Community Guidelines. Members' use of the AOL service constituted
an acceptance of both these documents.

A representative of the company said, "it is essential for the benefit of
our members that the content generated by AOL members in chat
rooms, message boards, web pages, etc. reflects AOL's community
standards, and we may remove it if, in our judgement, it does not meet
those standards. When we do, the member may receive a warning about
the breach of AOL's standards if their account (in any of their screen
names) was responsible for putting the objectionable content online. If it
is a serious offence or they have violated our rules before, we may
terminate their account. It is not practical or realistic for AOL to
pre-screen content on the AOL service, but AOL is committed to taking
appropriate action in respect of inappropriate content once it has become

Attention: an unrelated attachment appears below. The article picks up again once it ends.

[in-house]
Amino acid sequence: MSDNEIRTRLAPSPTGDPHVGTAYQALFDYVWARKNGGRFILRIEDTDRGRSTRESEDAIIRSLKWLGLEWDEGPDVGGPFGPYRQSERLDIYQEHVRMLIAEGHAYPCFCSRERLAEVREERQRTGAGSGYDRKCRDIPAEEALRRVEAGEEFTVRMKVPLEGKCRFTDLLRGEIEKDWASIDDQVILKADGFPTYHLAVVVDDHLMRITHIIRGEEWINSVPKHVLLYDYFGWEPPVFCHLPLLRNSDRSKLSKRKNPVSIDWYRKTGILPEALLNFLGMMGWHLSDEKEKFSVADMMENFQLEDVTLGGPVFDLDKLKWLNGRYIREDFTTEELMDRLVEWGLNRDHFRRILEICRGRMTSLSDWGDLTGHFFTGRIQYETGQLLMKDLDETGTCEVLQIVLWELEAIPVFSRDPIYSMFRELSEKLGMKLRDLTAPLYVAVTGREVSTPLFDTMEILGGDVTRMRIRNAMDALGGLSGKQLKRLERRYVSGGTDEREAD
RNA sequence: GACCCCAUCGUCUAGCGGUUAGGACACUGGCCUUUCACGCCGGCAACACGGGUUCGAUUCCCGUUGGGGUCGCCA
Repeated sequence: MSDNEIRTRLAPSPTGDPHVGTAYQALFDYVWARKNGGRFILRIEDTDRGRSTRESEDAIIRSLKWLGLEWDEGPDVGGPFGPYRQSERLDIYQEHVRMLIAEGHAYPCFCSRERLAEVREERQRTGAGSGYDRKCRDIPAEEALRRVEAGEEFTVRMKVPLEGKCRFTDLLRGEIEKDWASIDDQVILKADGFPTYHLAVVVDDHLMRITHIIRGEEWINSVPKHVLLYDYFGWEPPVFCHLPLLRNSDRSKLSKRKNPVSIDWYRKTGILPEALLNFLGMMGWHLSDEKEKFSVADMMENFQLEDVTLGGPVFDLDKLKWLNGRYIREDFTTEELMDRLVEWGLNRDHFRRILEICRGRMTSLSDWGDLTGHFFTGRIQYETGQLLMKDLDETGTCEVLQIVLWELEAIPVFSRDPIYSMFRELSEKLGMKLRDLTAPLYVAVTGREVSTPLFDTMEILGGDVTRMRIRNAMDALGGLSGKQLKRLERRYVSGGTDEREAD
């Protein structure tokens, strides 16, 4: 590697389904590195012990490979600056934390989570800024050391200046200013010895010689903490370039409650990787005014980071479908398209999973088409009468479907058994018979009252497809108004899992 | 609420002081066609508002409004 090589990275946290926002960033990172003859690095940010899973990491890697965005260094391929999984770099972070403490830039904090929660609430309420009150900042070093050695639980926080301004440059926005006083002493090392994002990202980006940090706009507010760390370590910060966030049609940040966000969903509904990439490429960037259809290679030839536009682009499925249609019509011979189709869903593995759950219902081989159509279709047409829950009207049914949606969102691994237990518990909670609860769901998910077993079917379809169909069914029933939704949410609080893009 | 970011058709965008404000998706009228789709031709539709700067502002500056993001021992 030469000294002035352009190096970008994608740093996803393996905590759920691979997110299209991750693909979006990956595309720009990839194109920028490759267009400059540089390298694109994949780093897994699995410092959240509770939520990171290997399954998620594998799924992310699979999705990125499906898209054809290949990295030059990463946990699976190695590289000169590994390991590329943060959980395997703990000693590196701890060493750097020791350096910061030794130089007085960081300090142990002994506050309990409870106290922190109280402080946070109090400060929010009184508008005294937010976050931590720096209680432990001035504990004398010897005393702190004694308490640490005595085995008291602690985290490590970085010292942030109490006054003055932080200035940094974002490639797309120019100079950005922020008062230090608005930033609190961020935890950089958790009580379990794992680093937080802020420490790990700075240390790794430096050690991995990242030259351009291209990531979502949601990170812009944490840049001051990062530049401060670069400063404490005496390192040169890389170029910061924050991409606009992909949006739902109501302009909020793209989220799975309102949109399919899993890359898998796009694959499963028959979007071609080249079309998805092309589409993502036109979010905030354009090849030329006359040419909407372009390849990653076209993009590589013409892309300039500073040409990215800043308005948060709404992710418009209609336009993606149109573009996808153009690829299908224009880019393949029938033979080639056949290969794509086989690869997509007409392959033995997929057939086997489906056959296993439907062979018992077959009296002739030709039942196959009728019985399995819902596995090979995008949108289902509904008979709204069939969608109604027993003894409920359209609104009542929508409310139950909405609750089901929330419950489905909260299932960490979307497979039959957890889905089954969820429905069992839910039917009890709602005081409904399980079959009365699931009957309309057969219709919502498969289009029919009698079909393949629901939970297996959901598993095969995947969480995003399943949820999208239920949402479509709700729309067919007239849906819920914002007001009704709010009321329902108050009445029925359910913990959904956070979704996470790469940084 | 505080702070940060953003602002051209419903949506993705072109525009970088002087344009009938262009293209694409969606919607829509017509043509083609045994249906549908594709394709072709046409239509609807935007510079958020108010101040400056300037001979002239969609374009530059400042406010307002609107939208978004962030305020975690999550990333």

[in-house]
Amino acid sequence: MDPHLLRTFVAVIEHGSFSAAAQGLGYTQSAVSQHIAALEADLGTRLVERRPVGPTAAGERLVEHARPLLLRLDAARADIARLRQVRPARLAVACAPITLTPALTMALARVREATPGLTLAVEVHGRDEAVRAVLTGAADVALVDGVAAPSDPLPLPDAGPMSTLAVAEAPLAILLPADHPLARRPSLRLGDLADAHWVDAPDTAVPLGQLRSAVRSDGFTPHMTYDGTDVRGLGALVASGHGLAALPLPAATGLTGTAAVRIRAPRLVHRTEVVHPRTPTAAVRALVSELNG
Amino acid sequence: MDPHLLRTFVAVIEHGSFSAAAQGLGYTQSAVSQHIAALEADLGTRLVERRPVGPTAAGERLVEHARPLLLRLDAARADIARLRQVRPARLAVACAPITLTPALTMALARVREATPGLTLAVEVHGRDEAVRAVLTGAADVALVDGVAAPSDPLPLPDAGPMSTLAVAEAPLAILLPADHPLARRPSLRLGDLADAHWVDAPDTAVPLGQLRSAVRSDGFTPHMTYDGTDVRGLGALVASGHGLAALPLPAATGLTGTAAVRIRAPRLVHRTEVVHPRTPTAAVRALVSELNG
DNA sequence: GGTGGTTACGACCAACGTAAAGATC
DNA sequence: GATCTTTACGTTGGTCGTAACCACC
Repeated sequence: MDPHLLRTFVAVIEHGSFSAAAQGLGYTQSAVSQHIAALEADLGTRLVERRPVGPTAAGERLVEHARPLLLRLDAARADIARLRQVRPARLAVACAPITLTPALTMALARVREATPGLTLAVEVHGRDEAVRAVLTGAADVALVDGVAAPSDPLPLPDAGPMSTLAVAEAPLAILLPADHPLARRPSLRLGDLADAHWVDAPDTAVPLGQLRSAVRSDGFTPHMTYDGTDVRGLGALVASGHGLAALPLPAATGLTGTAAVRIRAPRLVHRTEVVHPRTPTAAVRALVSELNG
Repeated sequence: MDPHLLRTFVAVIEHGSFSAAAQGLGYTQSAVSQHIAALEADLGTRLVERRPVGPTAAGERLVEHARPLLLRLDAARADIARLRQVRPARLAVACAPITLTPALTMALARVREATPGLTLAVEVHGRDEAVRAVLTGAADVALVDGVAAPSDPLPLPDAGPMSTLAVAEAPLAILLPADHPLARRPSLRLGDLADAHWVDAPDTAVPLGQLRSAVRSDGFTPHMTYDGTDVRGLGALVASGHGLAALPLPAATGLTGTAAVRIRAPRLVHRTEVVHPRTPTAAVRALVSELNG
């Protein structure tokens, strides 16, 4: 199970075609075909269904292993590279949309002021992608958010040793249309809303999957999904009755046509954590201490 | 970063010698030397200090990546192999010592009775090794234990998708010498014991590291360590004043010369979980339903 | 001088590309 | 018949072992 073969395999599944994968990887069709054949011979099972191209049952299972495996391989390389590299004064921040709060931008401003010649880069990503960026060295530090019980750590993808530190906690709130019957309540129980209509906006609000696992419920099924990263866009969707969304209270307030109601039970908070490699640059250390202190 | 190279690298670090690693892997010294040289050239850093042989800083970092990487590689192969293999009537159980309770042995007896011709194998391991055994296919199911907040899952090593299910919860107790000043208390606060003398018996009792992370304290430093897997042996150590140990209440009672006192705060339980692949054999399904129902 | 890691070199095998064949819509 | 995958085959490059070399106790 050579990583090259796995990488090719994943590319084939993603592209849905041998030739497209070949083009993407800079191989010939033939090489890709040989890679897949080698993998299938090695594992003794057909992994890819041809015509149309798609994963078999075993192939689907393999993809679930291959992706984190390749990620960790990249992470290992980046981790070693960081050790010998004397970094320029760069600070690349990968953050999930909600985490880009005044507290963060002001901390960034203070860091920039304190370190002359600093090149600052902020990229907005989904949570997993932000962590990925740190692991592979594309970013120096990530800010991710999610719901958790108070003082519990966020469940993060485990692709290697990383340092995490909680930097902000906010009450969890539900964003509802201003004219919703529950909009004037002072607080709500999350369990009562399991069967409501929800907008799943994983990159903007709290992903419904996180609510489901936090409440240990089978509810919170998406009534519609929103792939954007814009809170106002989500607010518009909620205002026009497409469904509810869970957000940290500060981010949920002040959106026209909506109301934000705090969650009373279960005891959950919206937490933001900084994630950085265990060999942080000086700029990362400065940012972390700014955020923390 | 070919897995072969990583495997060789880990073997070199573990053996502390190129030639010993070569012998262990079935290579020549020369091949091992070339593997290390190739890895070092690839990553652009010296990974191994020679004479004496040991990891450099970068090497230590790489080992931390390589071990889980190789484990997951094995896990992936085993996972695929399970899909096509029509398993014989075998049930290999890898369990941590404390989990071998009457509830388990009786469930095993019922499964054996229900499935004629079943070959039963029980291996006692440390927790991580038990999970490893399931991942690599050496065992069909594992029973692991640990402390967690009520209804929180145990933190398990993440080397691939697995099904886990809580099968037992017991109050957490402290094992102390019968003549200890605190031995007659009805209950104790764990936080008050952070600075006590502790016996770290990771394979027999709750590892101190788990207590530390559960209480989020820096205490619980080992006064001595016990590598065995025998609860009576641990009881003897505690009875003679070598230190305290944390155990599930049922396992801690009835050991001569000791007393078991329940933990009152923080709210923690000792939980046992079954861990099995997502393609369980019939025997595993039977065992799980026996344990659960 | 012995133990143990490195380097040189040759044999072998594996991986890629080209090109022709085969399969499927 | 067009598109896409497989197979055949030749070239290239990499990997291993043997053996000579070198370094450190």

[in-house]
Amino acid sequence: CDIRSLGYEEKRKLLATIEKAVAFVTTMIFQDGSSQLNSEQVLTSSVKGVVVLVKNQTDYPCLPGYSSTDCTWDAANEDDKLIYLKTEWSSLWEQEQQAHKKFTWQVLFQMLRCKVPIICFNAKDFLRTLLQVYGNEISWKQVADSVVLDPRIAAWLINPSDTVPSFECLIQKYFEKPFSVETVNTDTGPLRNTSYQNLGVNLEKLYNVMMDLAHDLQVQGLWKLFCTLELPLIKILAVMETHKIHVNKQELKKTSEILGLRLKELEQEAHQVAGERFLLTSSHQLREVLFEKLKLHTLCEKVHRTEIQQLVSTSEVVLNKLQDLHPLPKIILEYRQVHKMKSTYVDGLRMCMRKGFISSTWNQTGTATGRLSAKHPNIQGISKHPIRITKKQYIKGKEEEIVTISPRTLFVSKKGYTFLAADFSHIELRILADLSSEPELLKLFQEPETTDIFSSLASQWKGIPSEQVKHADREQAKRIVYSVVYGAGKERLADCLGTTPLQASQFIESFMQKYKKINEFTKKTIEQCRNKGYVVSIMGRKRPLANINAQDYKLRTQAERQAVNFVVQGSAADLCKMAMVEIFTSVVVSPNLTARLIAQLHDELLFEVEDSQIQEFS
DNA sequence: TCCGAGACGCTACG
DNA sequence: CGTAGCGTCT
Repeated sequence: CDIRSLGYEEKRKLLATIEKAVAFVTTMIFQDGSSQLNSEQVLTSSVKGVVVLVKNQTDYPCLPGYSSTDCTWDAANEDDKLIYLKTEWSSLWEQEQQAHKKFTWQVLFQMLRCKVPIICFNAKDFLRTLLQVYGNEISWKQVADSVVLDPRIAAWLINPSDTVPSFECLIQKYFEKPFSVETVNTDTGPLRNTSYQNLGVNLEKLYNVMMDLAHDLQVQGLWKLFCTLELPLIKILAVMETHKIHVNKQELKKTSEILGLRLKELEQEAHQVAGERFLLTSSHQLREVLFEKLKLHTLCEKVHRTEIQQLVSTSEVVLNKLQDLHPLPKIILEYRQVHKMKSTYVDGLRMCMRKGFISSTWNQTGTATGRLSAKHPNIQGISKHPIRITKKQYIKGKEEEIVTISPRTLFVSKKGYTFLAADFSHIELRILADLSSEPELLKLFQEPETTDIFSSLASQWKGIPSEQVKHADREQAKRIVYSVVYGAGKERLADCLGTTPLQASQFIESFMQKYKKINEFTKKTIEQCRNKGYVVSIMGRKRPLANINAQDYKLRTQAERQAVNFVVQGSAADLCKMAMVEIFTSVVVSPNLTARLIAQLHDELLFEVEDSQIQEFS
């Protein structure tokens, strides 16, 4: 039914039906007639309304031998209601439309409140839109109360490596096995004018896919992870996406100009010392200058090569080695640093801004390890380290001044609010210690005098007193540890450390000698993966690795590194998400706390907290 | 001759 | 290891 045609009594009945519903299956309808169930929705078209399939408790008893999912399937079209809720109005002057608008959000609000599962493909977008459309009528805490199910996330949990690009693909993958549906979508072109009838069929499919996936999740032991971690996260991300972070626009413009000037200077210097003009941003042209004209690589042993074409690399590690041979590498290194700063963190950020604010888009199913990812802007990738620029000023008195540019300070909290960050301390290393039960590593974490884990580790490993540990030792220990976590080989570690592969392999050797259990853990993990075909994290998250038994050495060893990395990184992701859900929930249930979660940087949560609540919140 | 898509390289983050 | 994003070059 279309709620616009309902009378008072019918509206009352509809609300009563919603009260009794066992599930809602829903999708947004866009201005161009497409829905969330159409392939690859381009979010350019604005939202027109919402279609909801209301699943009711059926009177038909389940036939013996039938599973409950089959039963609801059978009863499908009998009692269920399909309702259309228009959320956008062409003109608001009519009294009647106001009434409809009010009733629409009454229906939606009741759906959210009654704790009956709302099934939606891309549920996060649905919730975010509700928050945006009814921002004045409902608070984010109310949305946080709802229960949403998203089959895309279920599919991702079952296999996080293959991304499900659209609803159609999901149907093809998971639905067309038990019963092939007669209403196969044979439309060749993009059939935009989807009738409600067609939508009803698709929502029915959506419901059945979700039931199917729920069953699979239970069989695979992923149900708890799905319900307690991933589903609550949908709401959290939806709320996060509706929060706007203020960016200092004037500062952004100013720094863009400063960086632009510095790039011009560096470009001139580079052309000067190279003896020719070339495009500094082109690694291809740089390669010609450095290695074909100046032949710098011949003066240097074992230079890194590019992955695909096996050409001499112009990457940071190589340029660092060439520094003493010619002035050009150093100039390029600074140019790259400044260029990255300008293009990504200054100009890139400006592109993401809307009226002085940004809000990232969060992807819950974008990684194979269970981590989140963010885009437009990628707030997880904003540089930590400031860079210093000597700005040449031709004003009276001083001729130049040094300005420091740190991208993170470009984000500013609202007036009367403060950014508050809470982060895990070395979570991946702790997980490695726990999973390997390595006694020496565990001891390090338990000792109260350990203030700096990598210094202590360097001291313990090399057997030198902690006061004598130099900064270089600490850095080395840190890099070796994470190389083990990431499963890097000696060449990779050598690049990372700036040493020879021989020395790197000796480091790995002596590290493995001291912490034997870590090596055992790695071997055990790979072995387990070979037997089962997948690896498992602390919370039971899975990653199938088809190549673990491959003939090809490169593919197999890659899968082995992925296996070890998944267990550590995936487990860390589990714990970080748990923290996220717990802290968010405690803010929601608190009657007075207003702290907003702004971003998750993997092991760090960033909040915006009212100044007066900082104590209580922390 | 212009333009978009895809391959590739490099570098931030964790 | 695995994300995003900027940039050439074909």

aware of the existence of such content."

On Friday 26th July, Manchester City Council suddenly changed tack
and announced that, in future, they would notify people of most
'verification visits'. The campaign group says it sees this as a welcome
breakthrough and a total vindication of their opposition to unannounced
visits to the homes of the sick and disabled. They believe that, without
their campaign, this reversal in council policy would never have
occurred.

In their view, the concerted mass letter-writing and the threatened direct
action - that is, unannounced visits to the homes of key officers and
council members - strongly influenced the council's decision to notify
people before a visit takes place.

Speaking about the campaign, Gary Daniels said "we eventually got
what we wanted because a lot of people wrote to Manchester City
Council, protesting about their actions towards our campaign group and
their policy of unannounced visits to the homes of the sick and disabled.
We can't give enough thanks to those people who emailed their personal
protests to Manchester City Council."
Derek Pattison